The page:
“The competition and judging of the Kettle Cup feels like the stuff of lore,” Steve mentioned. “It is an opportunity to animate something which originates in the corner of one’s imagination and share it with the craft beer community. Not to mention the portrait sketches of the brewing team on the back label are pretty darn cool.”
Admittedly, those sketches are pretty darn cool. I want my face sketched on the back of a beer label that sees wide distribution (seriously, 100 barrels isn’t that small of a release). But that’s the point, right? Not only does the 100 Barrel Series allow for innovation to thrive, but it’s also a great employee incentive/motivator—something that’s a big need at any company this size, no matter what industry you’re talking about.
Steve suggests that, at Harpoon, brewer innovation is an opportunity, not a mandate. “Very few brewers have the tools and resources that we do here,” he says. “I imagine the many that don’t would say it is a crime not to use those resources to their full potential. That being said, my counterparts need no marshaling – they are true beer enthusiasts. Pairing such enthusiasm with the freedom of our 300 gallon pilot system results in an ever-evolving lineup of new and different beers available at the breweries in Boston and Windsor, VT. The catalog of current and soon to be featured offerings include a Hazelnut Milk Stout, a Session IPA, two Saisons, an English Strong Ale, a Mint Cider, a Hoppy Ole Ale, a Belgian Strong and a Fresh Herb Brown to name a few.”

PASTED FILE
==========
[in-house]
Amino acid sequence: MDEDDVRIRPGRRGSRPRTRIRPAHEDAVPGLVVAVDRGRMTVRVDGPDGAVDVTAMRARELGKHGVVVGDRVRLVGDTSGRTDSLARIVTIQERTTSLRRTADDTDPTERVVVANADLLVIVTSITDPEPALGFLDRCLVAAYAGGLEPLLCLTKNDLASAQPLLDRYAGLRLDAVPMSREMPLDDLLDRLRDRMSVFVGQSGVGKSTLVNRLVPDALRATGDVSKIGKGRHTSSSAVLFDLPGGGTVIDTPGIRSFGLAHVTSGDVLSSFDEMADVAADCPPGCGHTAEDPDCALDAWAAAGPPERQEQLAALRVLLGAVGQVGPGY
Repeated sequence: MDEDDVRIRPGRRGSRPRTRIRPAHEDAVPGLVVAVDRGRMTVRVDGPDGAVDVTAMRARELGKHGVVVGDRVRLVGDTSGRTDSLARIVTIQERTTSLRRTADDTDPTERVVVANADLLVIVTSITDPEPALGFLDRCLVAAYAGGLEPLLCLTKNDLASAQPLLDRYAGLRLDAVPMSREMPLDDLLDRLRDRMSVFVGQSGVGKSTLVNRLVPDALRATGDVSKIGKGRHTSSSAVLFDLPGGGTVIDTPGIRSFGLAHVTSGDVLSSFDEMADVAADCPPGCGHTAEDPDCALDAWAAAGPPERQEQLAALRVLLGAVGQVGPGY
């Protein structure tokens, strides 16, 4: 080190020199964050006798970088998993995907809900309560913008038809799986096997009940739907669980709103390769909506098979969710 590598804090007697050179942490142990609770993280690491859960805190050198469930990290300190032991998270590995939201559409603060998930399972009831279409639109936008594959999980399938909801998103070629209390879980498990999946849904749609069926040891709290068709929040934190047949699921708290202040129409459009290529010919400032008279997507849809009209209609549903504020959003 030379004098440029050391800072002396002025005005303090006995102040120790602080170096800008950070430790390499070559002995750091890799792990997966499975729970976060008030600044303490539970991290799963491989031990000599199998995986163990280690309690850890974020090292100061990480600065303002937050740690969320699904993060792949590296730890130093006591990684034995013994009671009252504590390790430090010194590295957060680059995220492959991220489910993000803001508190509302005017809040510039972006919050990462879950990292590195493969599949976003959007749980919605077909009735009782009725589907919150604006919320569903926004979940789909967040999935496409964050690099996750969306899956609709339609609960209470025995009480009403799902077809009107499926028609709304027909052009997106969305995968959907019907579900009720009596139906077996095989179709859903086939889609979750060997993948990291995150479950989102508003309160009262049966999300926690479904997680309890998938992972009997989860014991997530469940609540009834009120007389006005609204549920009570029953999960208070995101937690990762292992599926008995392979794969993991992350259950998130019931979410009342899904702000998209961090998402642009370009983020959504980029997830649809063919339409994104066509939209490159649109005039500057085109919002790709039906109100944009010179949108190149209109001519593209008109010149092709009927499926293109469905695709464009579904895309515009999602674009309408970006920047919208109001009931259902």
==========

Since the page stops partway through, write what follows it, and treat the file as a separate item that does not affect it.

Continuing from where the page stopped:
Steve didn’t address it head on, but he gets at the important underlying theme: keeping the craft beer DNA alive is about the collective company culture. And Harpoon, through programs like the 100 Barrel Series, Kettle Cup, and their annual employee beer trips to Europe (which is taking place right now in Germany), has figured out a successful mix of ways to inspire innovation, reward creative thinking and push their employees to be entrepreneurially minded.
“In my opinion, innovation is essential,” says Steve. “Both internally and externally. Diversity is the virtue of craft beer and the balance between flagship and new products is absolutely essential.”
As a craft beer lover I appreciate that a big craft brewery like Harpoon is putting value on this balance. I like knowing that I can get a Harpoon IPA anywhere, anytime, and it’s going to be a good, solid IPA that I can count on. And I also like knowing that every couple of months (or more often than that if I want to go into Harpoon for one of their brewery pilot beers), I’ll be able to get something completely new from Harpoon; like a hopped up IPA with 7,000 lbs of honey. Something I’ve never had. Or like Tuscan Beer Party (the 52nd release in the 100 Barrel Series), an oak-aged ale with Merlot and Sangiovese grape juice.
I believe it was Steve Jobs who once said that “Innovation is about the people you have, how you’re led, and how much you get it.” If Harpoon, and other craft breweries their size, can continue to drive innovation from within, and can continue to put value on the craft mentality, I think there will be plenty of great new beer to come, at every level of the craft beer chain. No matter how competitive this industry gets.